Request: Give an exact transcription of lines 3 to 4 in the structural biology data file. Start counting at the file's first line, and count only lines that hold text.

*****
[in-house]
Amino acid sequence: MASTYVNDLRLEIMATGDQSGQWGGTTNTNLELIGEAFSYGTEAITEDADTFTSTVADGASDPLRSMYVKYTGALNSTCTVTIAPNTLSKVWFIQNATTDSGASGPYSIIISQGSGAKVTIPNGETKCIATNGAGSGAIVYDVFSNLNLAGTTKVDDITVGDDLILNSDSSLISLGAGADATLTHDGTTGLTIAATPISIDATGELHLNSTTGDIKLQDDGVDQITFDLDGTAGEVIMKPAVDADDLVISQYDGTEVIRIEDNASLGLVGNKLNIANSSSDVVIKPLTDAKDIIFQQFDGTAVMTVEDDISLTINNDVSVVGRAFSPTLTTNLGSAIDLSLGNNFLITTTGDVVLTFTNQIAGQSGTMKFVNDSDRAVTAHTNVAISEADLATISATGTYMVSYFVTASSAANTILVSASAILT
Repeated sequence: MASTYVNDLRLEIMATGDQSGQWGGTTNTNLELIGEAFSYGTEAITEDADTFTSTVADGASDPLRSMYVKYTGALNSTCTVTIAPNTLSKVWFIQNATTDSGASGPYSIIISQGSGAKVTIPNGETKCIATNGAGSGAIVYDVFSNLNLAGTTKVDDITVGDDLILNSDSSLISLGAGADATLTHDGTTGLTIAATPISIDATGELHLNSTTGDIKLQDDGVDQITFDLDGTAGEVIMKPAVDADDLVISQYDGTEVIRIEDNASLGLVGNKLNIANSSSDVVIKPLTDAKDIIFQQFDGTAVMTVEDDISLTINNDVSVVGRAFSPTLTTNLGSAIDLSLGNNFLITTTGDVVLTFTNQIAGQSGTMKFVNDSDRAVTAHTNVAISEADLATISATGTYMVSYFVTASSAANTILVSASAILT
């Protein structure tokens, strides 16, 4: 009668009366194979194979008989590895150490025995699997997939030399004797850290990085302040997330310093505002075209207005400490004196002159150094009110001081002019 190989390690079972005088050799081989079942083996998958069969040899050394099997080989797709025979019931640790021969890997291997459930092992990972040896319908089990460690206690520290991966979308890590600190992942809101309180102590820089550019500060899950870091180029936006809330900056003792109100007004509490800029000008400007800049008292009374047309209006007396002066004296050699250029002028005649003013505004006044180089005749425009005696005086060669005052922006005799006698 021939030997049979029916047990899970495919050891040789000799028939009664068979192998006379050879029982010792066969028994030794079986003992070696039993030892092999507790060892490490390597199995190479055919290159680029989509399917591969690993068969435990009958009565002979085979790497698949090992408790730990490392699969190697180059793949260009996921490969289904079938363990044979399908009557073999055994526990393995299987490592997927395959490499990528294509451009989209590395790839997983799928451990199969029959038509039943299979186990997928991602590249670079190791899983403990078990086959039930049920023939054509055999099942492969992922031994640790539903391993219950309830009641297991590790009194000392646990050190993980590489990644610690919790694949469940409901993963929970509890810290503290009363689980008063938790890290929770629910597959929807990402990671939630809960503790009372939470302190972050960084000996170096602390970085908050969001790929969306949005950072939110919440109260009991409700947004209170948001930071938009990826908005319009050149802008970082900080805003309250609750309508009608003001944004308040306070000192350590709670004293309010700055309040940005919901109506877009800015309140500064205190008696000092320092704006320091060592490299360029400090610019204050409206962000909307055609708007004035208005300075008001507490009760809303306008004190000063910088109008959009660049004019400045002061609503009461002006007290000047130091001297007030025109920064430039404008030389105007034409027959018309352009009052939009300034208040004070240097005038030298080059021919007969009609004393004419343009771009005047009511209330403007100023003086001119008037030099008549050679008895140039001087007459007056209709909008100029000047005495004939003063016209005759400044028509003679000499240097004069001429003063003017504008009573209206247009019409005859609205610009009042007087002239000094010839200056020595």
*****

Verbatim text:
Repeated sequence: MASTYVNDLRLEIMATGDQSGQWGGTTNTNLELIGEAFSYGTEAITEDADTFTSTVADGASDPLRSMYVKYTGALNSTCTVTIAPNTLSKVWFIQNATTDSGASGPYSIIISQGSGAKVTIPNGETKCIATNGAGSGAIVYDVFSNLNLAGTTKVDDITVGDDLILNSDSSLISLGAGADATLTHDGTTGLTIAATPISIDATGELHLNSTTGDIKLQDDGVDQITFDLDGTAGEVIMKPAVDADDLVISQYDGTEVIRIEDNASLGLVGNKLNIANSSSDVVIKPLTDAKDIIFQQFDGTAVMTVEDDISLTINNDVSVVGRAFSPTLTTNLGSAIDLSLGNNFLITTTGDVVLTFTNQIAGQSGTMKFVNDSDRAVTAHTNVAISEADLATISATGTYMVSYFVTASSAANTILVSASAILT
């Protein structure tokens, strides 16, 4: 009668009366194979194979008989590895150490025995699997997939030399004797850290990085302040997330310093505002075209207005400490004196002159150094009110001081002019 190989390690079972005088050799081989079942083996998958069969040899050394099997080989797709025979019931640790021969890997291997459930092992990972040896319908089990460690206690520290991966979308890590600190992942809101309180102590820089550019500060899950870091180029936006809330900056003792109100007004509490800029000008400007800049008292009374047309209006007396002066004296050699250029002028005649003013505004006044180089005749425009005696005086060669005052922006005799006698 021939030997049979029916047990899970495919050891040789000799028939009664068979192998006379050879029982010792066969028994030794079986003992070696039993030892092999507790060892490490390597199995190479055919290159680029989509399917591969690993068969435990009958009565002979085979790497698949090992408790730990490392699969190697180059793949260009996921490969289904079938363990044979399908009557073999055994526990393995299987490592997927395959490499990528294509451009989209590395790839997983799928451990199969029959038509039943299979186990997928991602590249670079190791899983403990078990086959039930049920023939054509055999099942492969992922031994640790539903391993219950309830009641297991590790009194000392646990050190993980590489990644610690919790694949469940409901993963929970509890810290503290009363689980008063938790890290929770629910597959929807990402990671939630809960503790009372939470302190972050960084000996170096602390970085908050969001790929969306949005950072939110919440109260009991409700947004209170948001930071938009990826908005319009050149802008970082900080805003309250609750309508009608003001944004308040306070000192350590709670004293309010700055309040940005919901109506877009800015309140500064205190008696000092320092704006320091060592490299360029400090610019204050409206962000909307055609708007004035208005300075008001507490009760809303306008004190000063910088109008959009660049004019400045002061609503009461002006007290000047130091001297007030025109920064430039404008030389105007034409027959018309352009009052939009300034208040004070240097005038030298080059021919007969009609004393004419343009771009005047009511209330403007100023003086001119008037030099008549050679008895140039001087007459007056209709909008100029000047005495004939003063016209005759400044028509003679000499240097004069001429003063003017504008009573209206247009019409005859609205610009009042007087002239000094010839200056020595």